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Oral history interview with Ramona Solberg

Interviewee:
Solberg, Ramona  Search this
Interviewer:
Halper, Vicki  Search this
Creator:
Nanette L. Laitman Documentation Project for Craft and Decorative Arts in America  Search this
Names:
American Craft Council  Search this
Bellevue Art Museum (Wash.)  Search this
Central Washington State College -- Faculty  Search this
Edison Vocational School -- Students  Search this
Nanette L. Laitman Documentation Project for Craft and Decorative Arts in America  Search this
University of Washington -- Students  Search this
Day, Russell  Search this
Hall, Laurie  Search this
Harrington, LaMar, 1917-2005  Search this
Ho, Ron  Search this
Hu, Mary Lee, 1943-  Search this
Larsen, Jack Lenor  Search this
Lipofsky, Marvin, 1938-2016  Search this
Maloof, Frieda  Search this
Maloof, Sam  Search this
Marshall, John, 1936-  Search this
Pence, Coralyn  Search this
Penington, Ruth, b. 1905  Search this
Slemmons, Kiff  Search this
Tompkins, Don  Search this
Woell, J. Fred, 1934-  Search this
Worden, Nancy  Search this
Extent:
35 Pages (Transcript)
Type:
Collection descriptions
Archival materials
Pages
Sound recordings
Interviews
Date:
2001 March 23
Scope and Contents:
An interview of Ramona Solberg conducted 2001 March 23, by Vicki Halper, for the Archives of American Art's Nanette L. Laitman Documentation Project for Craft and Decorative Arts in America, in Solberg's apartment, Seattle, Washington.
Solberg speaks of her family background and childhood in Seattle; her jewelry studies with Ruth Pennington at the University of Washington in Seattle and her use of found objects; her service in the Unites States Army; attending the Edison Vocational School on the GI Bill and pursuing a masters degree in jewelry at the University of Washington; studies with Coralyn Pence; her travels to Mexico and her fascination with pre-Columbian objects; enameling in Norway; collecting beads from around the world; her book, "Inventive Jewelry-Making" (New York: Van Nostrand Reinhold, 1972); leading tours for a Seattle-based group, "Friends of the Crafts," to the Middle East, Asia, Antarctica, and elsewhere for 16 or 17 years; teaching at Central Washington State College and creating her first bead and found object pieces there in 1956; her fondness for turquoise, lapis, and coral; inviting Don Tompkins to teach at Central Washington State College; Tompkins's "tongue-in-cheek" use of metals; her desire to make jewelry that can "shake, rattle, and roll"; teaching and workshops; her use of preliminary sketches; her soldering technique; fasteners; the weight of her jewelry; the "restraints of jewelry"; her lack of interest in making matched sets and bracelets and rings; the lack of social commentary in her work; her series of pieces inspired by the book, "Watership Down;" the influence of Fred Woell and his use of "American throw-aways"; her involvement with the Northwest region of the American Craft Council; her association with a group of jewelers in the Northwest including Ron Ho, Laurie Hall, Nancy Worden, and Kiff Slemmons; making beaded fibulas; curating exhibitions such as Ubiquitous Bead (1987) and Ubiquitous Bead II (1998) at the Bellevue Art Museum in Seattle; exhibitions at Facèré Jewelry Art Gallery in Seattle and the Henry Art Gallery at the University of Washington in Seattle; working in small spaces; getting into the exhibition Objects: USA "through the back door"; her status as an international artist; pricing her work; her pieces in museum collections; and her health. She recalls Russell Day, Jack Lenor Larsen, Sam and Frieda Maloof, John Marshall, Marvin Lipofsky, LaMar Harrington, Mary Lee Hu, and others.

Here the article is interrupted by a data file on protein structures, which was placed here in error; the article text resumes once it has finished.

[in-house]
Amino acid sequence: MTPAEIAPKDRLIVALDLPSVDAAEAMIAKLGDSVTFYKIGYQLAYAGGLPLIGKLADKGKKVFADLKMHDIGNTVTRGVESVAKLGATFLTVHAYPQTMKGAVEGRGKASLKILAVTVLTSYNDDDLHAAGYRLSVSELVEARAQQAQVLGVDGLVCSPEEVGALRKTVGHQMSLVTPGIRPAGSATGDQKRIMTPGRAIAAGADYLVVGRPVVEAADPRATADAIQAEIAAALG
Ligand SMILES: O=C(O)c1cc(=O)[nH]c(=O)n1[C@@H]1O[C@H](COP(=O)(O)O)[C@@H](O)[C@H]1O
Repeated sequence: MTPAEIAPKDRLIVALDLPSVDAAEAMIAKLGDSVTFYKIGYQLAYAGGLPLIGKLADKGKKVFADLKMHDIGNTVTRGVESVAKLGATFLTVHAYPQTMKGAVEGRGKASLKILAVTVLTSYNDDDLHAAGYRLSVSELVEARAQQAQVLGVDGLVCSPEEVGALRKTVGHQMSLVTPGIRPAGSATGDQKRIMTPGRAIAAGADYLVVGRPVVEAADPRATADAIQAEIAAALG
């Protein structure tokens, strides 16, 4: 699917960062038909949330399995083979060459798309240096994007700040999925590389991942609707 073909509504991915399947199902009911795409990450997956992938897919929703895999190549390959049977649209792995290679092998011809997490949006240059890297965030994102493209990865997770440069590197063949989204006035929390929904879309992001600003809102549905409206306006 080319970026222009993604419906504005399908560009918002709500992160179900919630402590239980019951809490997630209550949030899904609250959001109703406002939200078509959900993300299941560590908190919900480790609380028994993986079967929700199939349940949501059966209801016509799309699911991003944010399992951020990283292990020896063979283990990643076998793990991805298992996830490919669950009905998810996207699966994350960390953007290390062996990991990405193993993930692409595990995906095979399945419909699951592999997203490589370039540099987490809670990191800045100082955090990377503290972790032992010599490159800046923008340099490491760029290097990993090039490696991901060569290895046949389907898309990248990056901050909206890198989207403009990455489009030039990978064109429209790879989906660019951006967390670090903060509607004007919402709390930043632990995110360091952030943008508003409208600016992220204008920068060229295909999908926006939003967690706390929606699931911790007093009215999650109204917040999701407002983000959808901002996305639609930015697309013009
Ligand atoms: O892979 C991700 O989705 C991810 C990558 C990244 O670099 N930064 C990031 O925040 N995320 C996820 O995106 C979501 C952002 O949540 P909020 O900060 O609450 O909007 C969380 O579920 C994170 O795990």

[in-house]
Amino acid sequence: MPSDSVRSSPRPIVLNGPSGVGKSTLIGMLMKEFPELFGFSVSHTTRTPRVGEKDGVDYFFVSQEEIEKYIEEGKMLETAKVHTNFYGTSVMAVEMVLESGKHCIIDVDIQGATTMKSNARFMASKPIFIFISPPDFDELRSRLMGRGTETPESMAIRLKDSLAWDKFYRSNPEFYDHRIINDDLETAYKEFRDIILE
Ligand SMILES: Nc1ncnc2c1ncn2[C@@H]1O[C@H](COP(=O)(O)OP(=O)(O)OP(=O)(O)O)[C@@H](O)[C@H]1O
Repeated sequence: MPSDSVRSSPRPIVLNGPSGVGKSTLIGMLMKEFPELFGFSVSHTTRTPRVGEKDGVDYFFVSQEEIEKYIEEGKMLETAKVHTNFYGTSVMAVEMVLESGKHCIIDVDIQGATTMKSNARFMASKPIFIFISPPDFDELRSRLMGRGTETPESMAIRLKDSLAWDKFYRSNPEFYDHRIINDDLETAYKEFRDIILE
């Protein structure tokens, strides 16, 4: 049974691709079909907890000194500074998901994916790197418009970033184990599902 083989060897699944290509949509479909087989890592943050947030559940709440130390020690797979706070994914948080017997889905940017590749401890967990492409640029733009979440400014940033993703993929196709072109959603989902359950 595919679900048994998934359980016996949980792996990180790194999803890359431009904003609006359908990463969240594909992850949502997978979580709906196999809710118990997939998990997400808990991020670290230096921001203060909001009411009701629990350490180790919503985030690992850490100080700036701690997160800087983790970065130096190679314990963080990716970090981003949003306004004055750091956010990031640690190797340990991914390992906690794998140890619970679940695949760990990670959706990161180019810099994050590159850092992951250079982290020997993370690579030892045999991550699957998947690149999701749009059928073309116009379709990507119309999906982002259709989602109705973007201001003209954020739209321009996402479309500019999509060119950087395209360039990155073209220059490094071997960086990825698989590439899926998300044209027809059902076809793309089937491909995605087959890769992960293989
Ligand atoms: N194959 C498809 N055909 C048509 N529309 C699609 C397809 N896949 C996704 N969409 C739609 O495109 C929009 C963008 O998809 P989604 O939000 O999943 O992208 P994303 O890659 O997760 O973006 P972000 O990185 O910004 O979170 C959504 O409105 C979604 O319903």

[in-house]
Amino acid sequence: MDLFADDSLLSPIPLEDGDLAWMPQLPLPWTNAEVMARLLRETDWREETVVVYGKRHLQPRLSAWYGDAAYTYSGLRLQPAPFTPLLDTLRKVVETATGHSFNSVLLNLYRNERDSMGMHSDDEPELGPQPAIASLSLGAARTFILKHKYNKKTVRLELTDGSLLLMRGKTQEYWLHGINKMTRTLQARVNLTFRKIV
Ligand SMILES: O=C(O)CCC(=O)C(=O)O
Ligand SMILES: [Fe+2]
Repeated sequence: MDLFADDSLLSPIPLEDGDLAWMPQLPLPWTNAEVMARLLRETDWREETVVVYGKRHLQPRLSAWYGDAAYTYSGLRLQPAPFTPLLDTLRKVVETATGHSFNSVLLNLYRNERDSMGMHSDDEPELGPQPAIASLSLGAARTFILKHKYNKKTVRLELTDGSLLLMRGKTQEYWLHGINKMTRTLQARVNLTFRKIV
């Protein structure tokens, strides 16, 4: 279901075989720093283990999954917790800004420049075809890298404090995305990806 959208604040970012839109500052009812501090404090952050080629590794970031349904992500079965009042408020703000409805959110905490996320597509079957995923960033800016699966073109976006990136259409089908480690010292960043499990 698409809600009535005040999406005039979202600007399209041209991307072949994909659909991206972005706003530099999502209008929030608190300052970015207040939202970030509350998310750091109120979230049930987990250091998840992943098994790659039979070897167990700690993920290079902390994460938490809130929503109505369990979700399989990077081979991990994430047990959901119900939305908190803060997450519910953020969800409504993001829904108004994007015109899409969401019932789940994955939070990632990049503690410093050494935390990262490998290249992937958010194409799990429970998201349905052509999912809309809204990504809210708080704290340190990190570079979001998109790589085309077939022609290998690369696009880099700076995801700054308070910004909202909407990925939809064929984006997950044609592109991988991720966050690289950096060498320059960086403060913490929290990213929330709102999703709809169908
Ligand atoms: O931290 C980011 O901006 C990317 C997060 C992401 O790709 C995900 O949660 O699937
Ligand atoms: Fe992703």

Biographical / Historical:
Ramona Solberg (1921-2005) was a jeweler from Seattle, Washington. Vicki Halper is a curator at the Seattle Art Museum.
General:
Originally recorded on 3 sound cassettes. Reformatted in 2010 as 5 digital wav files. Duration is 2 hr., 13 min.
Provenance:
This interview is part of the Archives of American Art Oral History Program, started in 1958 to document the history of the visual arts in the United States, primarily through interviews with artists, historians, dealers, critics and administrators.
Topic:
Art -- Technique  Search this
Jewelers -- Washington (State) -- Seattle -- Interviews  Search this
Women artists  Search this
Decorative arts  Search this
Genre/Form:
Sound recordings